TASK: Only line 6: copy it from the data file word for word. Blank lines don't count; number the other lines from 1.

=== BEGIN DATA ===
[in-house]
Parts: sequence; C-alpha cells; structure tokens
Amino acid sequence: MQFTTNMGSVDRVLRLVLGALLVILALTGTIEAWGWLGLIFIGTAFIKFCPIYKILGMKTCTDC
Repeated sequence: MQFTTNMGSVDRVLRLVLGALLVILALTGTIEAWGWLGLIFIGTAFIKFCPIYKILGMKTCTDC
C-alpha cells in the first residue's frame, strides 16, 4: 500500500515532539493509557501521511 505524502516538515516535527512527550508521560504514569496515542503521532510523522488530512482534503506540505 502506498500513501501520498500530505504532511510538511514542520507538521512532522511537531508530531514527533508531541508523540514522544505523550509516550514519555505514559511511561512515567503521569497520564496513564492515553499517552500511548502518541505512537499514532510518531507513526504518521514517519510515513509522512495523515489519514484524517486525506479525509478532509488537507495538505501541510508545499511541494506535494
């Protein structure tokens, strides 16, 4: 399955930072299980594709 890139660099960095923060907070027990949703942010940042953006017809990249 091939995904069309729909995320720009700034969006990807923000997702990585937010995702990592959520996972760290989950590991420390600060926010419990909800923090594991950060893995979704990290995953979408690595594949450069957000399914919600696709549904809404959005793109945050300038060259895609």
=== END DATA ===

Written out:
């Protein structure tokens, strides 16, 4: 399955930072299980594709 890139660099960095923060907070027990949703942010940042953006017809990249 091939995904069309729909995320720009700034969006990807923000997702990585937010995702990592959520996972760290989950590991420390600060926010419990909800923090594991950060893995979704990290995953979408690595594949450069957000399914919600696709549904809404959005793109945050300038060259895609």